Case Preview: Al-Rawi v Security Service, Tariq v Home Office
02 Wednesday Mar 2011
One of the most eagerly awaited Supreme Court decisions of the year so far involves two joined cases which were heard by a nine judge bench over four days beginning on 24 January 2011. Judgment is expected imminently. The joined cases concern what has become a recurring theme of Supreme Court cases: the government’s desire to litigate issues by using secret evidence and closed procedures.
The subject matter of two cases is different, but similar principles are engaged in both. The first case, Al Rawi, involves claims against UK government agencies for complicity in the detention, rendition and mistreatment of the claimants. The government asserts that it has an implied right to utilise special advocates and a secret evidence procedure, if it needs to rely on sensitive material to defend the claims. The government also wishes the court to be able to give a secret judgment that will be withheld from the claimants themselves. Such steps – permissible, but highly criticised, in the context of control orders – has never been used in ordinary civil claims before.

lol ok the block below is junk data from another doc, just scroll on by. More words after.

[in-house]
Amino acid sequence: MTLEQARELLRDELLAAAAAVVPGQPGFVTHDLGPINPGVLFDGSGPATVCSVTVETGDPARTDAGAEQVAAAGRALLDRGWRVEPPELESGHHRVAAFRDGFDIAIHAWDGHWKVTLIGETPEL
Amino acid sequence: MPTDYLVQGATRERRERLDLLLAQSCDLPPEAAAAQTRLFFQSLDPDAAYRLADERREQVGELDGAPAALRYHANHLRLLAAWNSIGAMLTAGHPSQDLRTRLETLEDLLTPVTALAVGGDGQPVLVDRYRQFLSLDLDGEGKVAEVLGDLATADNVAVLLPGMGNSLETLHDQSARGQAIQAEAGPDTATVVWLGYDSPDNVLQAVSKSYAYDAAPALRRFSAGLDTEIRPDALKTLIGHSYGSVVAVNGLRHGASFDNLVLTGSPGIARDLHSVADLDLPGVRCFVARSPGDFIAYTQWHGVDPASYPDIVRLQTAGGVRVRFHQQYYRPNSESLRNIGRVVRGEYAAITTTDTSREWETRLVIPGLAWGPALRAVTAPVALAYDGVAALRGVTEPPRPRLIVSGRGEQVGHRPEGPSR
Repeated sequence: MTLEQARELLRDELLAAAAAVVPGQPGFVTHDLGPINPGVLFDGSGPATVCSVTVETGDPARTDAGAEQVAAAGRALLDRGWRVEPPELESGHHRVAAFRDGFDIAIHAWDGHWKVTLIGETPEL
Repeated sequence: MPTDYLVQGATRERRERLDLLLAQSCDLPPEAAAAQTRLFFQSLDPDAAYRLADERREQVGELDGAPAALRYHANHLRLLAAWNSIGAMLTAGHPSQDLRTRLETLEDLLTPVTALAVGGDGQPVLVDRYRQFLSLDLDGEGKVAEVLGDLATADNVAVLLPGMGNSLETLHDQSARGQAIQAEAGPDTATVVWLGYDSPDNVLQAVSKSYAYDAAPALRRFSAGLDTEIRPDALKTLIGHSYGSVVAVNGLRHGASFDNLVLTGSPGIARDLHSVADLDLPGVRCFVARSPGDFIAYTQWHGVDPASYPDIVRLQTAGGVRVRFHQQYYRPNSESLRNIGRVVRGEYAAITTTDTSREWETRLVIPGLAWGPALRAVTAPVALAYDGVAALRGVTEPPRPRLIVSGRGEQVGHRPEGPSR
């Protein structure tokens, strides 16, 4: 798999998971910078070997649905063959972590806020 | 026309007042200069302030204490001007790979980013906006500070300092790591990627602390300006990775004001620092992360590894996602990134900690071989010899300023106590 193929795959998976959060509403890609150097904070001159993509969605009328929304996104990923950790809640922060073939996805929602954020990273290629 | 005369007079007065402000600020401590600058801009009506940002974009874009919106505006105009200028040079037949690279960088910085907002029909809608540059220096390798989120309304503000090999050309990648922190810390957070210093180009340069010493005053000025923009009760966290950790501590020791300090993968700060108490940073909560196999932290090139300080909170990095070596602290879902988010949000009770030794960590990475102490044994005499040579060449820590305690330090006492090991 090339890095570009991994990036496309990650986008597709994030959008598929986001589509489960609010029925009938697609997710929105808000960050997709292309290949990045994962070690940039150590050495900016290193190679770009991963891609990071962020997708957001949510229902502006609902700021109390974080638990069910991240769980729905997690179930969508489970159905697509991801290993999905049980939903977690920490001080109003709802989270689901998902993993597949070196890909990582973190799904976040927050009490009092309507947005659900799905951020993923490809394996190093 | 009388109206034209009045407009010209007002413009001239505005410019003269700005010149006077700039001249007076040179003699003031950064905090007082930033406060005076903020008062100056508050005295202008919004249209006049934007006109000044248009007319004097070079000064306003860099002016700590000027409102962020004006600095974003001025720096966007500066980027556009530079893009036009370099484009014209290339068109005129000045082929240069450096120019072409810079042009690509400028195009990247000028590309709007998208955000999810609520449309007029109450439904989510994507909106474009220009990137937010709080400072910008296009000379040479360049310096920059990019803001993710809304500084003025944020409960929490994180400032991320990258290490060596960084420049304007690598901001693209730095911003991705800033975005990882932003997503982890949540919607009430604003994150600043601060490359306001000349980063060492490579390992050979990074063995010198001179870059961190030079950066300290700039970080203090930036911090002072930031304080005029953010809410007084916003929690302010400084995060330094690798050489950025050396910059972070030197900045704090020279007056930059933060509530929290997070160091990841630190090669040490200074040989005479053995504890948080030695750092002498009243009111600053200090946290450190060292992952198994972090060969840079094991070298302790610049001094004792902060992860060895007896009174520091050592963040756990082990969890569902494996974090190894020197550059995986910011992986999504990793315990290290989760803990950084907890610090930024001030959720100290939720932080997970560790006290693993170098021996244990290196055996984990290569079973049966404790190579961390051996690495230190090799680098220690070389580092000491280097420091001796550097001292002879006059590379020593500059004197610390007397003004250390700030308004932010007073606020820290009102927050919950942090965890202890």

The second case, Tariq v Home Office is an employment tribunal claim brought by a former immigration officer. Again the government wishes to defend his claim by using a closed hearing from which the he and his lawyers will be excluded. However, the secret evidence procedure is permitted in employment tribunals by Employment Tribunals (Constitution and Rules of Procedure) Regulations 2004. Mr Tariq challenges the interpretation of those regulations. He also asserts that the use of government appointed special advocates in a claim against the government, is a breach of his right to a fair trial; and that if a secret evidence procedure is used he is entitled, at least, to a gist of the Home Office’s case against him.